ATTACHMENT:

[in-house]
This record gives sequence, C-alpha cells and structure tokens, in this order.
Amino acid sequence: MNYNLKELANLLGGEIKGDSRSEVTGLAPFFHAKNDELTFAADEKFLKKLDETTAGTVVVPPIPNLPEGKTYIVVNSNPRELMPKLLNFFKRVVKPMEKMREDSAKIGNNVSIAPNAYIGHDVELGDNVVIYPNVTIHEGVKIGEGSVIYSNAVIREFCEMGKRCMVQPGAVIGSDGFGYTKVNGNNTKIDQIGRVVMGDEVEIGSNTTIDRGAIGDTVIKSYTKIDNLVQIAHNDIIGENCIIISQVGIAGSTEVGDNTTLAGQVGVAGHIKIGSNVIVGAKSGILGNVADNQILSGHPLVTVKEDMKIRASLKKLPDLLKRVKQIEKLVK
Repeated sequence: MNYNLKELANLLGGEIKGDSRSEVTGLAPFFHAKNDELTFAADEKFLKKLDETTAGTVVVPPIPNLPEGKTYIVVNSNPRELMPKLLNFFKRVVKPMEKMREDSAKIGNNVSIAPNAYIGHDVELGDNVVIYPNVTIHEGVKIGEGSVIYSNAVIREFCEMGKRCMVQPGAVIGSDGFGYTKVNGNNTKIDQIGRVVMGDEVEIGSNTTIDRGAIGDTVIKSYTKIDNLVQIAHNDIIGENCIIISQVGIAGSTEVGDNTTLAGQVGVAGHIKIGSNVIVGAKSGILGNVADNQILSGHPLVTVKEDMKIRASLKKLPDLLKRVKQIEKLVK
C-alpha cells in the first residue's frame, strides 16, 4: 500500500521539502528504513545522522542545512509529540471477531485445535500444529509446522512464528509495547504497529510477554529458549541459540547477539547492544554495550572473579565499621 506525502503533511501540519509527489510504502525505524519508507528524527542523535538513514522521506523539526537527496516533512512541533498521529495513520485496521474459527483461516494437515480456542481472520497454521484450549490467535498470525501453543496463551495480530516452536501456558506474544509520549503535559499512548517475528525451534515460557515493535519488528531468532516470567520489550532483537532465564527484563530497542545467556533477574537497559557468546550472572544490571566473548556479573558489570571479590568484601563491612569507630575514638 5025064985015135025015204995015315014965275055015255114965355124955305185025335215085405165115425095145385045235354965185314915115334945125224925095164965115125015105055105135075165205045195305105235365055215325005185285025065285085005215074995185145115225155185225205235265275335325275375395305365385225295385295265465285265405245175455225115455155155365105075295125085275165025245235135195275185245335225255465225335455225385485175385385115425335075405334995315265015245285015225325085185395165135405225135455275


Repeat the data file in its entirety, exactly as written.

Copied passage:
[in-house]
This record gives sequence, C-alpha cells and structure tokens, in this order.
Amino acid sequence: MNYNLKELANLLGGEIKGDSRSEVTGLAPFFHAKNDELTFAADEKFLKKLDETTAGTVVVPPIPNLPEGKTYIVVNSNPRELMPKLLNFFKRVVKPMEKMREDSAKIGNNVSIAPNAYIGHDVELGDNVVIYPNVTIHEGVKIGEGSVIYSNAVIREFCEMGKRCMVQPGAVIGSDGFGYTKVNGNNTKIDQIGRVVMGDEVEIGSNTTIDRGAIGDTVIKSYTKIDNLVQIAHNDIIGENCIIISQVGIAGSTEVGDNTTLAGQVGVAGHIKIGSNVIVGAKSGILGNVADNQILSGHPLVTVKEDMKIRASLKKLPDLLKRVKQIEKLVK
Repeated sequence: MNYNLKELANLLGGEIKGDSRSEVTGLAPFFHAKNDELTFAADEKFLKKLDETTAGTVVVPPIPNLPEGKTYIVVNSNPRELMPKLLNFFKRVVKPMEKMREDSAKIGNNVSIAPNAYIGHDVELGDNVVIYPNVTIHEGVKIGEGSVIYSNAVIREFCEMGKRCMVQPGAVIGSDGFGYTKVNGNNTKIDQIGRVVMGDEVEIGSNTTIDRGAIGDTVIKSYTKIDNLVQIAHNDIIGENCIIISQVGIAGSTEVGDNTTLAGQVGVAGHIKIGSNVIVGAKSGILGNVADNQILSGHPLVTVKEDMKIRASLKKLPDLLKRVKQIEKLVK
C-alpha cells in the first residue's frame, strides 16, 4: 500500500521539502528504513545522522542545512509529540471477531485445535500444529509446522512464528509495547504497529510477554529458549541459540547477539547492544554495550572473579565499621 506525502503533511501540519509527489510504502525505524519508507528524527542523535538513514522521506523539526537527496516533512512541533498521529495513520485496521474459527483461516494437515480456542481472520497454521484450549490467535498470525501453543496463551495480530516452536501456558506474544509520549503535559499512548517475528525451534515460557515493535519488528531468532516470567520489550532483537532465564527484563530497542545467556533477574537497559557468546550472572544490571566473548556479573558489570571479590568484601563491612569507630575514638 5025064985015135025015204995015315014965275055015255114965355124955305185025335215085405165115425095145385045235354965185314915115334945125224925095164965115125015105055105135075165205045195305105235365055215325005185285025065285085005215074995185145115225155185225205235265275335325275375395305365385225295385295265465285265405245175455225115455155155365105075295125085275165025245235135195275185245335225255465225335455225385485175385385115425335075405334995315265015245285015225325085185395165135405225135455275